A bone marrow or cord blood transplant is the only treatment that can stop the effects of Hurler syndrome at this time. A bone marrow or cord blood transplant begins with chemotherapy, with or without radiation, to destroy the diseased cells and marrow. The transplant replaces diseased blood-forming cells with healthy ones.
The type of transplant used for Hurler syndrome is an allogeneic transplant. This type of transplant uses healthy blood-forming cells from a family member, unrelated donor, or umbilical cord blood unit.
For an allogeneic transplant, a patient gets chemotherapy, with or without radiation, prior to transplant to prepare his or her body for the treatment. Then the replacement cells are infused into the patient’s blood stream. From there, the cells find their way into the bone marrow, where they start making healthy red blood cells, white blood cells and platelets. These new cells have the enzyme needed to break down GAG and stop further damage to the body.
The entire process, from start of chemotherapy or radiation until hospital discharge, can last weeks to months followed by many months of recovery at home.
Understanding if transplant would help your child with Hurler syndrome
Our patient services coordinators can answer your questions and provide support and education to help you navigate your transplant journey.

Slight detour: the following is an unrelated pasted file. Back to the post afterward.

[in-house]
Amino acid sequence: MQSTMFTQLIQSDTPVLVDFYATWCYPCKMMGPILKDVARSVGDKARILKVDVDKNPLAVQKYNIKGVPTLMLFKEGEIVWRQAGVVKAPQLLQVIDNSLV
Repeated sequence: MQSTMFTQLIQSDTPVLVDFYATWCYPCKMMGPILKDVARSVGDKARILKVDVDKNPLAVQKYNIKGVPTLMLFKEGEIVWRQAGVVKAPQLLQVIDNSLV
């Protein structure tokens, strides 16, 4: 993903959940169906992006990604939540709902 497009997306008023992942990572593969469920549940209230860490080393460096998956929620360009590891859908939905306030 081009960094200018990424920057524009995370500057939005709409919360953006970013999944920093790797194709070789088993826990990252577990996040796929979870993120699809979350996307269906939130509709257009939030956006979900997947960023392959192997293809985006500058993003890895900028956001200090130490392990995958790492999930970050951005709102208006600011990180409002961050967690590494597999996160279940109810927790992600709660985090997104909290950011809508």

Because children with untreated Hurler syndrome have physical and mental problems that get worse over time, it is best to have a transplant as soon as possible. Children who get a transplant early enough can have normal or near-normal mental development, and damage to the organs is stopped. Some physical problems, except for those affecting the skeleton and eyes, may also be improved.
However, transplants for children who have already developed severe damage have had poor results. If the disorder has caused a lot of organ damage, a child has a higher risk of developing life-threatening complications from transplant. In addition, a transplant may not undo damage the disease has already done to the body.
For these reasons, doctors recommend that children with Hurler syndrome be referred to a transplant doctor as soon as they are diagnosed.1 A transplant doctor who is an expert in Hurler syndrome can explain the risks and benefits of transplant.
1Recommended Timing for Transplant Consultation. Guidelines developed jointly by National Marrow Donor Program/Be The Match and the American Society for Blood and Marrow Transplantation (ASBMT). Available at: marrow.org/md-guidelines